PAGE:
Feb 26, 2006

Divide and Conquer

The sectarian fighting between Shia's and Sunnis in Iraq has spiralled unto a whole other bloody level. After last Wednesday's bombing of the al-Askari Shrine, the violence has intensified drastically. I can't help but wonder who the real "behind the scenes" people were. Then again, does it really matter? I don't think I need to get into the "deja vu" factor here. Sectarian fighting within colonized/occupied places is nothing new; and neither is the divide and conquer approach that underlies it.

For those that may not know, the al-Askari mosque is one (if not the most) sacred of places for Shia Muslims. Shia's travel to the city to worship at the sacred tombs of Ali al-Hadi and al-Hasan al-Askari (the 10th and 11th Shia Imams) and the site where the 12th Imam, Mohammed al-Mahdi (also known as the "hidden Imam") disappeared. Shia's pray at this mosque for the return of Imam al-Mahdi.

A day after the incident, I spoke with an Iraqi student of mine, who like me, had immigrated to Canada at a young age. I asked him about his feelings and thoughts on the bombing of the shrine. Even though he did not identify as a practicing Shia Muslim, he was devastated the same. For him, it wasn't so much about the shrine itself as it was about the destruction of his homeland and his people.

It was ironic, 18 years after the Iran and Iraq war, here I was talking to a student ten years younger than me, about the death of thousands and thousands of our people who, as "enemies" were killing one another. He wasn't even born yet during that era of war, but he got to experience the continuation of that hell through another war that immediately followed.

I didn't know what to say to this young man. I was out of words. We both just looked at each other with great saddness because we knew the deal. We knew our people were survivors and fighters, we knew they were resilient and strong, but we also knew the reality of what went on:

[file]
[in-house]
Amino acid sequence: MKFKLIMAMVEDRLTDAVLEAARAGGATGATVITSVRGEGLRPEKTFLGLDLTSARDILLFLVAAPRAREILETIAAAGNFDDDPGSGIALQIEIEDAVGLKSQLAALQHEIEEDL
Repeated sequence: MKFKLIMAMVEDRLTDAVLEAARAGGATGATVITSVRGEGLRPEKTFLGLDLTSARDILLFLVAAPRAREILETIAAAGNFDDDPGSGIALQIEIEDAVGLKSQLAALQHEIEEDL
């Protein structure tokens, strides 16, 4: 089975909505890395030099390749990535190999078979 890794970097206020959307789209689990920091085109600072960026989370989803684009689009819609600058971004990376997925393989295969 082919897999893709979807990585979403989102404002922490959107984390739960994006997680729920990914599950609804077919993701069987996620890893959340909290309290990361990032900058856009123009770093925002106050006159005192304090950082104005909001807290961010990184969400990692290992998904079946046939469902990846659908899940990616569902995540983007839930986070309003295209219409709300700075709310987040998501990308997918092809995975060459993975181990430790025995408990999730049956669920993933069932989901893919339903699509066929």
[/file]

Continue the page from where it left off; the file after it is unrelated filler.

our people's lives were worth less than oil, money and power.



Anonymous snd said...

This is very powerful PQ. It is amazing to have discussions and revelations such as these. I believe that this is one of the beauties of Canada. It may be my need to see the 'silver linning' in order to keep my sanity, when I hear or am faced with such stories. But I cannot help but be struck by our priviledge: talking and lamenting the experiences of our people in a safe new 'homeland'.

10:19 PM  
Blogger Pomegranate Queen said...

Even though we are totally privileged to live in Canada we shouldn't lose sight of the shit that goes on here...What's safe for us in the new 'homeland' is not so 'safe' for others of us...anyhow. that's a whole other disucussion. :)
I always find in my diasporic community, when you are critical of Canada, they come at you with the "grateful immigrant" syndrome. I hate it. But I get where that comes from. It's fucked up nevertheless.
ahh, I think I need that 'silver lining' right about now! ;)

4:25 PM  
Anonymous snd said...

You are right... and, you know me...:)

10:35 PM  
Blogger rabfish said...

good point PQ--not safe for all in canada. like the anonymous anti-sharia activist, who left an abusive marriage, and nearly got deported back to iran. (her deportation order has been stayed).

that's a powerful moment with your student.

the identities run deep. the u.s. knows what buttons to push and make war. ugh.

6:00 PM  
Blogger Aaminah said...

I am Sunni and American, and even I cry and get very angry at the destruction of Shi'a shrines. Why? Because it's just plain wrong. It's wrong to destroy, desecrate or disrespect the important symbols, sacred lands, etc. of any spirituality. And I don't look down on Shi'as as my enemy; they are my brothers and sisters no matter what! We should ALL be concerned about these kinds of desecrations, not only if we share a religion or a methodology, or even if we do not share a cultural heritage. As a Native American, I am appalled at the desecrations of various tribal sacred sites too. But what we need is to all get together and support each other, not just the group we personally belong to, because if it's wrong (and it is), then it's wrong no matter who is doing it and no matter who it is done to.

6:19 PM  
Blogger Pomegranate Queen said...

Thank you for the words aaminah. I couldn't agree with you more. Many of my Sunni students don't even know much about Shia's. They often think we don't believe in the same prophet (which totally shocks me everytime). I'm not sure what info they are getting or perhaps not getting. It's sad tho. This beautiful old Muslim Man (who was Sunni) once said to me, "Sister, before Sunnis and Shia's, there were only Muslemeen."

thanks again for sharing.


7:26 PM  

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